Merida is a city, where the streets tell a story, it was founded almost 500 years ago by Francisco de Montejo. The city was built on the remains of the Mayan city known as Thó, which they say was already uninhabited when the Spanish arrived.
At YASC, we love to find treasures. Without a doubt, the most important architectural treasures of the peninsula are found in the city of Mérida.
YASC recommends a visit to the following buildings:
- Merida’s government palace.
“Palacio de Gobierno de Mérida”
It has a neoclassical facade, with a shaded portal in the lower part. Inside you can see several murals, painted between 1971 and 1978 by the Yucatecan artist Fernando Castro Pacheco with themes of the historical evolution of the state of Yucatan.
- Merida’s municipal palace.
“Palacio Municipal de Mérida”
Its facade could be considered eclectic, because it has Moorish touches, such as the slender central tower and art-deco features. This building dates back to 1928.
- The ‘Montejo’ house.
“Casa de Montejo”
Built in 1549, with a Plateresque style facade, which today is considered the most important example of 16th-century civil architecture in the country.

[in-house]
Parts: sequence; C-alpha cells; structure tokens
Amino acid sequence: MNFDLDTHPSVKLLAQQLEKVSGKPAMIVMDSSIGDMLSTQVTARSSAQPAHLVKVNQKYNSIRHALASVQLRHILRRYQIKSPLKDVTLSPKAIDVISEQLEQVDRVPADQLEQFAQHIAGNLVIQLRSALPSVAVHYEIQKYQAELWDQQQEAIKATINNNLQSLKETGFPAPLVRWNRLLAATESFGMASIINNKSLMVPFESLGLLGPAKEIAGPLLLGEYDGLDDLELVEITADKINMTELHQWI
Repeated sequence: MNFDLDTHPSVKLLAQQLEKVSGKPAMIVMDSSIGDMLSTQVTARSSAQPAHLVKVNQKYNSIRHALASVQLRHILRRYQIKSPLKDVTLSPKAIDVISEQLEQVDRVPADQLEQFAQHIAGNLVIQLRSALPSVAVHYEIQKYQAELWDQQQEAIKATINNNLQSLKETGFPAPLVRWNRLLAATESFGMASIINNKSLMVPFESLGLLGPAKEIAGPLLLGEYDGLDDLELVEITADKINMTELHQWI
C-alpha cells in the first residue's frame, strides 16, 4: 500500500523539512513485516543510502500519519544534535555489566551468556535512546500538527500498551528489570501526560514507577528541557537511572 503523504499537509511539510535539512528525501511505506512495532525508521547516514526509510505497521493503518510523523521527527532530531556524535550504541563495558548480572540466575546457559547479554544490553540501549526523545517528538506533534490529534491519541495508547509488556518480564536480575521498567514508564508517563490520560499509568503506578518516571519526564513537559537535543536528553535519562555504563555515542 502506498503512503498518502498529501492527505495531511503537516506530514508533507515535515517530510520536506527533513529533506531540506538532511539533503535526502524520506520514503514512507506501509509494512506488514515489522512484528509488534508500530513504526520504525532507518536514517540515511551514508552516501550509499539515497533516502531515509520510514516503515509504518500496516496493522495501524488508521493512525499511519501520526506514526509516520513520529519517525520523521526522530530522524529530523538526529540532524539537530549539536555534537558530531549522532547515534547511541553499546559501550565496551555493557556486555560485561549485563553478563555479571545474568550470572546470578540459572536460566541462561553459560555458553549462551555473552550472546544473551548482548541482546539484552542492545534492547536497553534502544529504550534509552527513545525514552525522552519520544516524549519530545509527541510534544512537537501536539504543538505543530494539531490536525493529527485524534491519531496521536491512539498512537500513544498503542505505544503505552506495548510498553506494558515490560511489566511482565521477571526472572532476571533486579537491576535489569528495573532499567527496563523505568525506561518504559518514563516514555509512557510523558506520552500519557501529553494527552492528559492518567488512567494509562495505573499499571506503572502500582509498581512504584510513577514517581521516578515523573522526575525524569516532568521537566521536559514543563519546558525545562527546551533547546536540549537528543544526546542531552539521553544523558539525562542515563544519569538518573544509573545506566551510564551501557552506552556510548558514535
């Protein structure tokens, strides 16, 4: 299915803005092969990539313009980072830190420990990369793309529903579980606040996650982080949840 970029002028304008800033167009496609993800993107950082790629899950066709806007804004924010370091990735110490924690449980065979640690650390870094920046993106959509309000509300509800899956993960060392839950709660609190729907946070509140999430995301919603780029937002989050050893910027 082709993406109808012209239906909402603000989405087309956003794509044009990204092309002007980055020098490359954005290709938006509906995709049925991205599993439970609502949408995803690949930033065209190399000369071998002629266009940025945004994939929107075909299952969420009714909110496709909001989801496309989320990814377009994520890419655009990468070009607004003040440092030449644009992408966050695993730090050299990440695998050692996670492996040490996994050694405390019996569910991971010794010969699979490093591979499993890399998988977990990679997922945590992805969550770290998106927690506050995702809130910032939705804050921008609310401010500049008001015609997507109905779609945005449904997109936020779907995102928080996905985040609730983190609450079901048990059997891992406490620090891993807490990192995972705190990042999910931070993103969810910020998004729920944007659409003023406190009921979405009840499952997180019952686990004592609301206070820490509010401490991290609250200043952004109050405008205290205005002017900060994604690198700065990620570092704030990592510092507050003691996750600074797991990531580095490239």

- The ‘José Peon Contreras’ theater.
Teatro José Peon Contreras .
Its facade is of French Renaissance style and there’s a great profusion of elegant ornaments that stand out between balconies and cornices. The interior of the theater is magnificent with a large marble staircase and has an excellent performance hall.
- The old ‘Yaxcopoil’ farm.
“Antigua Hacienda de Yaxcopoil”
In colonial times it was used as a cattle ranch. It is a farm located near Merida and dates back to the 17th century. The name Yaxcopoil in Maya means “place of the green aspens.” The hacienda represents the history of three periods of the Yucatecan Peninsula: The pre-Columbian era (there are nearby archeological sites); The colonial period and the outbreak of henequen cultivation in the mid-nineteenth and early twentieth centuries.
- The ‘San Ildefonso’ cathedral.
“Catedral de San Ildefonso”
Built between 1562 and 1599, The first cathedral built in Latin America, the oldest in all of Mexico, home of the archdiocese of the state of Yucatan, simply known as the Cathedral of San Ildefonso or the Holy Cathedral Church of the city of Mérida. It was on November 16, 1561, when Pope Pius IV at the request of King Philip II issued the construction order for this great enclosure. Inside the building there is a wooden work known as the ‘Christ of Unity’, considered the largest wooden image under a roof that exists in the world.
- The ‘Cantón’ palace.
“Palacio de Cantón”
The 20th-century mansion, in the Beaux Arts style, is the headquarters of the Regional Museum of Anthropology of Yucatan. It has fine finishes in plaster, marble of different shades, Doric and Ionic columns, a beautiful staircase carved in white marble and it also has outdoor gardens. A masterpiece of this time period!
The streets of Mérida are full of architecture and history, certainly a walk worth taking!